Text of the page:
Svante August Arrhenius (February 19, 1859-October 2, 1927) was a Swedish scientist working on the border between physics and chemistry. Though sometimes classed as a physicist and sometimes as a chemist, he is best described as one of the founders of the science of physical chemistry.
Arrhenius was born at Vik (also spelled Wik or Wijk), Kalmar district, near Uppsala, Sweden, the son of Svante Gustav and Carolina Thunberg Arrhenius. His father had been a land surveyor at the University of Uppsala, moving up to a supervisory position. At the age of three, Arrhenius taught himself to read, despite his parents' wishes, and by watching his father's addition of numbers in his account books, became an arithmetical prodigy.
In later life, Arrhenius enjoyed using masses of data to discover mathematical relationships and laws. At age 8, he entered the local cathedral school, starting in the fifth grade, distinguishing himself in physics and mathematics, and graduating as the youngest and ablest student in 1876.
At the University of Uppsala, he was unsatisfied with the chief instructor of physics and the only faculty member who could have supervised him in chemistry, so he left to study at the Physical Institute of the Swedish Academy of Sciences in Stockholm under the physicist Erik Edlund in 1881. His work specialized on the conductivities of electrolytes. In 1884, based on this work, he submitted a 150-page dissertation on electrolytic conductivity to Uppsala for the doctorate. It did not impress the professors, and he received the lowest possible passing grade. Later this very work would earn him the Nobel Prize in Chemistry.
There were 56 theses put forth in the 1884 dissertation, and most would still be accepted today unchanged or with minor modifications. The most important idea in the dissertation was his explanation of the fact that neither pure salts nor pure water conducts electricity, but solutions of salts in water do.
Arrhenius' explanation was that in forming a solution, the salt dissociates into charged particles (which Michael Faraday had given the name ions many years earlier). Faraday's belief had been that ions were produced in the process of electrolysis; Arrhenius proposed that, even in the absence of an electric current, solutions of salts contained ions. He thus proposed that chemical reactions in solution were reactions between ions. For weak electrolytes this is still believed the case, but modifications (by Peter J. W. Debye and Erich Hückel) were found necessary to account for the behavior of strong electrolytes.
The dissertation was not very impressive to the professors at Uppsala, but Arrhenius sent it to a number of scientists in Europe who were developing the new science of physical chemistry, such as Rudolf Clausius, Wilhelm Ostwald, and J. H. van 't Hoff. They were far more impressed, and Ostwald even came to Uppsala to persuade Arrhenius to join his research team. Arrhenius declined, however, as he preferred to stay in Sweden for a while (his father was very ill and would die in 1885) and had gotten an appointment at Uppsala.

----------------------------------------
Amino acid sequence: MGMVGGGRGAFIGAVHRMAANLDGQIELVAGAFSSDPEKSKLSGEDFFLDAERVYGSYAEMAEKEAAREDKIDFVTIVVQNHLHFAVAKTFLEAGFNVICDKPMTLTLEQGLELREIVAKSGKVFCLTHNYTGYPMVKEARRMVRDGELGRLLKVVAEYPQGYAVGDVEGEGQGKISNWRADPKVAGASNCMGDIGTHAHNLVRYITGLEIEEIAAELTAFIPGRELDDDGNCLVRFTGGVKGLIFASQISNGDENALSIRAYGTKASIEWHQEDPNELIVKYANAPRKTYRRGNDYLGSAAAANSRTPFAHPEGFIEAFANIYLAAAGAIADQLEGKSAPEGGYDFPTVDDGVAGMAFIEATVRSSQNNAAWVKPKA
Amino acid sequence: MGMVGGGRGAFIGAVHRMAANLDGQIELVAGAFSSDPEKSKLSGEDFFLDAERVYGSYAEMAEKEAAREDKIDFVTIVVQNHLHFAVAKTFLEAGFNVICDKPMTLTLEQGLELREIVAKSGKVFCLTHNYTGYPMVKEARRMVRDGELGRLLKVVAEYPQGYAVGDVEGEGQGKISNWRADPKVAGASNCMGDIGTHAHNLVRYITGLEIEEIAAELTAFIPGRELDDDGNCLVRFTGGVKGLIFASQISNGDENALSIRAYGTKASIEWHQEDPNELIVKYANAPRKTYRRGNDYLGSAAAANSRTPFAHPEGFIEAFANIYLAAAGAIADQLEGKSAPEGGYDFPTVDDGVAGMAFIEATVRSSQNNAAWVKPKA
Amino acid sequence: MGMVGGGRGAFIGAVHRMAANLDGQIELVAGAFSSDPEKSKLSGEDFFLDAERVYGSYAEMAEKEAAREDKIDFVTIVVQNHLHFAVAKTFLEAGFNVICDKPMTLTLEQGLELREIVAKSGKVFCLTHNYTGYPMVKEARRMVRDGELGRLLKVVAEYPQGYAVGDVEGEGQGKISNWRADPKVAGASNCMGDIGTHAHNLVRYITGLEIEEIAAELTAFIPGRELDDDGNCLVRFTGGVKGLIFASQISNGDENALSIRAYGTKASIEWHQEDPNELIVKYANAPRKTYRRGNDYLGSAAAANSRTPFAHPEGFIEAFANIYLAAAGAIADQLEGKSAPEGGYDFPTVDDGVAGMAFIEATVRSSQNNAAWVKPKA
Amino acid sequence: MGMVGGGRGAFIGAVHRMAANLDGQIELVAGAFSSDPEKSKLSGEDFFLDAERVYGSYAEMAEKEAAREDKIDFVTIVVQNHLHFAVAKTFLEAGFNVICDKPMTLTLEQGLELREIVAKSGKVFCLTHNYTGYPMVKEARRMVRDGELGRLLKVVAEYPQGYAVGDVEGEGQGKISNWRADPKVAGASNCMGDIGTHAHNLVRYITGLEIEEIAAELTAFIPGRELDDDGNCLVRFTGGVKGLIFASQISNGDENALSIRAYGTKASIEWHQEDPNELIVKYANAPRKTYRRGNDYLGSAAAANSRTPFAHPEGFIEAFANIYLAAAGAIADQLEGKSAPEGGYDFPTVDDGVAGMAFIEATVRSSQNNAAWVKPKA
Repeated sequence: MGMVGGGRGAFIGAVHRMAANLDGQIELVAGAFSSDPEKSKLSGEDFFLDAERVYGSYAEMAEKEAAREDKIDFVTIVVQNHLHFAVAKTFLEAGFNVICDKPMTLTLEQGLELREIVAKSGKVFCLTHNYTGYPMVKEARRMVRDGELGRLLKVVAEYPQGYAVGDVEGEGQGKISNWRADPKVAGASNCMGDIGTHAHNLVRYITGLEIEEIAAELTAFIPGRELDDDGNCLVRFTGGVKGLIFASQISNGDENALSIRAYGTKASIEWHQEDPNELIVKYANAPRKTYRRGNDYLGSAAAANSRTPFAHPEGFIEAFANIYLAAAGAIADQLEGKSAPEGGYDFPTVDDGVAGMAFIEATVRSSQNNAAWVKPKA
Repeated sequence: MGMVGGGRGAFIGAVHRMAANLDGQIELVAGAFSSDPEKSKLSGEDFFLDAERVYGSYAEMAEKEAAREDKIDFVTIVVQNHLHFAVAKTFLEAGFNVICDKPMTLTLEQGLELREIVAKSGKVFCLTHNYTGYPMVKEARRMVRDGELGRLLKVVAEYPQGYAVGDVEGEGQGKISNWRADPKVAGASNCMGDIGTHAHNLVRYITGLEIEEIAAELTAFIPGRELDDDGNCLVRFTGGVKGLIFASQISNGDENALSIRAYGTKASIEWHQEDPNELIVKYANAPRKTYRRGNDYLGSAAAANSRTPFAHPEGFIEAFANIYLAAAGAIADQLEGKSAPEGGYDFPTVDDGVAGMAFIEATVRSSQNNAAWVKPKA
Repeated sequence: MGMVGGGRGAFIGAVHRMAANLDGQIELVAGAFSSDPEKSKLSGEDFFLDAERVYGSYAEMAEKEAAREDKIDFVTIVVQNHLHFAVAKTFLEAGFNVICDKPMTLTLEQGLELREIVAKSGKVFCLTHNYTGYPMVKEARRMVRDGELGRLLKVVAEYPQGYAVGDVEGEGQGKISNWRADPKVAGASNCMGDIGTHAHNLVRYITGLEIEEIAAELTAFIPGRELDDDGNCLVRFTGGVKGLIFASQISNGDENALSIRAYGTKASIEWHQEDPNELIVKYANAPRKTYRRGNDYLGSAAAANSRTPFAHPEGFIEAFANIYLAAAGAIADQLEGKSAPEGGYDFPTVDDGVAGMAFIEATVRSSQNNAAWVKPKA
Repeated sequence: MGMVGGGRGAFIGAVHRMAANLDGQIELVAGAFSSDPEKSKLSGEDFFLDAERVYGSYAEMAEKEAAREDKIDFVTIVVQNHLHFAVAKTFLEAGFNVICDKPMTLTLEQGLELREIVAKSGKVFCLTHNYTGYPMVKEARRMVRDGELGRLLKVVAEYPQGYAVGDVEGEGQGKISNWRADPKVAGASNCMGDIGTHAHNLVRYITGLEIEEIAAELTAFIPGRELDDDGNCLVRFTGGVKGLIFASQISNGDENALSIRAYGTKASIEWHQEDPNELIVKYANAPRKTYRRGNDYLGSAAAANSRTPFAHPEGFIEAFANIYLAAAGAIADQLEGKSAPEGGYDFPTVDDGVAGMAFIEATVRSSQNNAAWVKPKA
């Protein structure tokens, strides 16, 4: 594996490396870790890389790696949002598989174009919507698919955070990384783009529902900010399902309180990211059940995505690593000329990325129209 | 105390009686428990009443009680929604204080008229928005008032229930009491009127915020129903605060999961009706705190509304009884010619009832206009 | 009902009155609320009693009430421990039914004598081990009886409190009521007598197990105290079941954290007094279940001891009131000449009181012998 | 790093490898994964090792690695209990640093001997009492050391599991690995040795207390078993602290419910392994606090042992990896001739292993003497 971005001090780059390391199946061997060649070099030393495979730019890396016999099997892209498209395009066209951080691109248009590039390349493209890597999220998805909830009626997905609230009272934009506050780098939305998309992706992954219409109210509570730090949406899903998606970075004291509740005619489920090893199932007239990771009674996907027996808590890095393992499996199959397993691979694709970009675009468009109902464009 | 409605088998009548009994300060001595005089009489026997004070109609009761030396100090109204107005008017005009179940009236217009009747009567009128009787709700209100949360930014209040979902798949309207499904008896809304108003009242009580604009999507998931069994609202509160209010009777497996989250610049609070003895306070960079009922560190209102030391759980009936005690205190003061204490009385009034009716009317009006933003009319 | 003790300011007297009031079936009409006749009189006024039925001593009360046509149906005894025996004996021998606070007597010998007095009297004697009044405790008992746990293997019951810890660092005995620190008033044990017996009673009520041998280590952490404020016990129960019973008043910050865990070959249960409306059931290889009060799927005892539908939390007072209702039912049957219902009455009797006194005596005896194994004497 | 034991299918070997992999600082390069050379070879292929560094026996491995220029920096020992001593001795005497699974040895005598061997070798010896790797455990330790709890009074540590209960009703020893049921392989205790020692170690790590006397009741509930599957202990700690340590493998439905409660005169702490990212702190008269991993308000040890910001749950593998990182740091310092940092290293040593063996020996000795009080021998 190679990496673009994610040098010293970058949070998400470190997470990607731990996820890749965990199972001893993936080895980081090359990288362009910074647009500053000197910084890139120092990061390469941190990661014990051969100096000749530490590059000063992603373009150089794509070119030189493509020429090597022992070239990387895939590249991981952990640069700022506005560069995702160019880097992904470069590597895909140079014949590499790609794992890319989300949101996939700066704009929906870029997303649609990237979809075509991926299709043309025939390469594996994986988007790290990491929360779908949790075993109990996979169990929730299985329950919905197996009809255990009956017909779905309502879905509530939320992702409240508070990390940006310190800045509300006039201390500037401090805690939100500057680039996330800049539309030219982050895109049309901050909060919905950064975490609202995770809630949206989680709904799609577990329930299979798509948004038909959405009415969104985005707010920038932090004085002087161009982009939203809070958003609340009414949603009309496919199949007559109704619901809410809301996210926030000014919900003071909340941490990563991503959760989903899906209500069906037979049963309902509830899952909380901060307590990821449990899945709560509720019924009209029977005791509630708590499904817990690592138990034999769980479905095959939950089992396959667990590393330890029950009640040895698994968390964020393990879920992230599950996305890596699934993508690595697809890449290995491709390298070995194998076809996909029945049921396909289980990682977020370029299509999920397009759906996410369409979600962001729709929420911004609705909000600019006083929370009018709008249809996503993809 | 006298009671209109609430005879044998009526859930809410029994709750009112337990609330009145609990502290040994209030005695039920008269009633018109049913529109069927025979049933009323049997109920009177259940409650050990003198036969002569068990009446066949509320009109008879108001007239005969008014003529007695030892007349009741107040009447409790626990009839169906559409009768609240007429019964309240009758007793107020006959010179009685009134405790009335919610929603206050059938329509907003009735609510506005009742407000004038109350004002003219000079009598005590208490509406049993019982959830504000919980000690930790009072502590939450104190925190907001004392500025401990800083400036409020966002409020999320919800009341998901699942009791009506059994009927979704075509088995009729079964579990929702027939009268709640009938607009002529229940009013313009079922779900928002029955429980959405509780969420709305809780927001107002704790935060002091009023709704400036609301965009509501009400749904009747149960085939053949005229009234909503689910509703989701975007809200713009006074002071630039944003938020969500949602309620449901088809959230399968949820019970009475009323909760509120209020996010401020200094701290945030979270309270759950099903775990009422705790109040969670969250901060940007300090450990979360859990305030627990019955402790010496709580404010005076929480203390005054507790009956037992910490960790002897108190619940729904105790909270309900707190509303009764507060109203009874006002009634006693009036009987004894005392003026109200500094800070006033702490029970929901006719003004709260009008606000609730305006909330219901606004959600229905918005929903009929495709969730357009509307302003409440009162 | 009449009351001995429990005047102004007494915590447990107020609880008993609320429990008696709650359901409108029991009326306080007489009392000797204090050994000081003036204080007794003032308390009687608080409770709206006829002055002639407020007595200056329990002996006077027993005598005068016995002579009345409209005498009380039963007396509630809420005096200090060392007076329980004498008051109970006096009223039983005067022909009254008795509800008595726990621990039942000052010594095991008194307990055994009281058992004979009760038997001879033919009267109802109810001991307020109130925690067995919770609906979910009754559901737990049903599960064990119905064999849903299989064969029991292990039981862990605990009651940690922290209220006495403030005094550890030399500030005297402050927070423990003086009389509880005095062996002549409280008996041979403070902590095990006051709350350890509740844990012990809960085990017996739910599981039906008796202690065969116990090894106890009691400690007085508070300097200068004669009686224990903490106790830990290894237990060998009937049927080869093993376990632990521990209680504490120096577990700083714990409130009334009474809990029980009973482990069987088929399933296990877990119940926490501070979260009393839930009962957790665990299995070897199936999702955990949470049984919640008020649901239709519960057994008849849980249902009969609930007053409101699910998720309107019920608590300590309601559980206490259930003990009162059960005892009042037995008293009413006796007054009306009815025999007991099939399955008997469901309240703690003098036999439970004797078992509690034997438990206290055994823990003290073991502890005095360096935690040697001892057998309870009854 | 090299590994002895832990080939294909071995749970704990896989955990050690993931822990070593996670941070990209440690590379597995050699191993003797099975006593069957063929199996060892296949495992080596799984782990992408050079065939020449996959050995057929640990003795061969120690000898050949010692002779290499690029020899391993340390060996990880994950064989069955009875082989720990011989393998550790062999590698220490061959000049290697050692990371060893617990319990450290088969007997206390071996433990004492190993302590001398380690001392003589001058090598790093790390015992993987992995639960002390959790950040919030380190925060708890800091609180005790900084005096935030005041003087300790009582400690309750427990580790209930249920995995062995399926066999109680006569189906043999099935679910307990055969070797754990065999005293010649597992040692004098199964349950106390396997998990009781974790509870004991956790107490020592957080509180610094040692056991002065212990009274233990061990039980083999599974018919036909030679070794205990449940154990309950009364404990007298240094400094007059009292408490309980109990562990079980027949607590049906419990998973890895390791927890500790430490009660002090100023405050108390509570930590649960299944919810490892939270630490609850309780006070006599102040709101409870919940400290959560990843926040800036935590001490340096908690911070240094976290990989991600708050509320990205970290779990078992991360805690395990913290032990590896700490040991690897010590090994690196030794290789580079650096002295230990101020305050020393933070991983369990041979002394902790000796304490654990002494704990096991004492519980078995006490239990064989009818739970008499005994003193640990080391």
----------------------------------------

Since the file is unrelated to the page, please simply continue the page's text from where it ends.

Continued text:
Arrhenius next received a travel grant from the Swedish Academy of Sciences, which enabled him to study with Ostwald in Riga (now in Latvia), with Friedrich Kohlrausch in Würzburg, Germany, with Ludwig Boltzmann in Graz, Austria, and with van 't Hoff in Amsterdam.
In 1889 Arrhenius explained the fact that most reactions require added heat energy to proceed by formulating the concept of activation energy, an energy barrier that must be overcome before two molecules will react. The Arrhenius equation gives the quantitative basis of the relationship between the activation energy and the rate at which a reaction proceeds.
He developed a theory to explain the ice ages, and first formulated the idea that changes in the levels of carbon dioxide in the atmosphere could substantially alter the surface temperature through the greenhouse effect ("On the Influence of Carbonic Acid in the Air Upon the Temperature of the Ground", Philosophical Magazine 41: 237-76).
In 1901 Arrhenius was elected to the Swedish Academy of Sciences, against strong opposition. In 1903 he became the first Swede to be awarded the Nobel Prize in chemistry. In 1905, upon the founding of the Nobel Institute for Physical Research at Stockholm, he was appointed rector of the institute, the position where he remained until retirement in 1927.
Eventually, Arrhenius' theories became generally accepted and he turned to other scientific topics. In 1902 he began to investigate physiological problems in terms of chemical theory. He determined that reactions in living organisms and in the test tube followed the same laws. He also turned his attention to astronomy and cosmic physics, accounting for the birth of the solar system by interstellar collision. He considered radiation pressure as accounting for comets, the solar corona, the aurora borealis, and zodiacal light.
He thought life might have been carried from planet to planet by the transport of spores, the theory now known as panspermia. He thought of the idea of a universal language, proposing a modification of the English language.
In his last years he wrote both textbooks and popular books, trying to emphasize the need for further work on the topics he discussed.
See also: List of Swedish scientists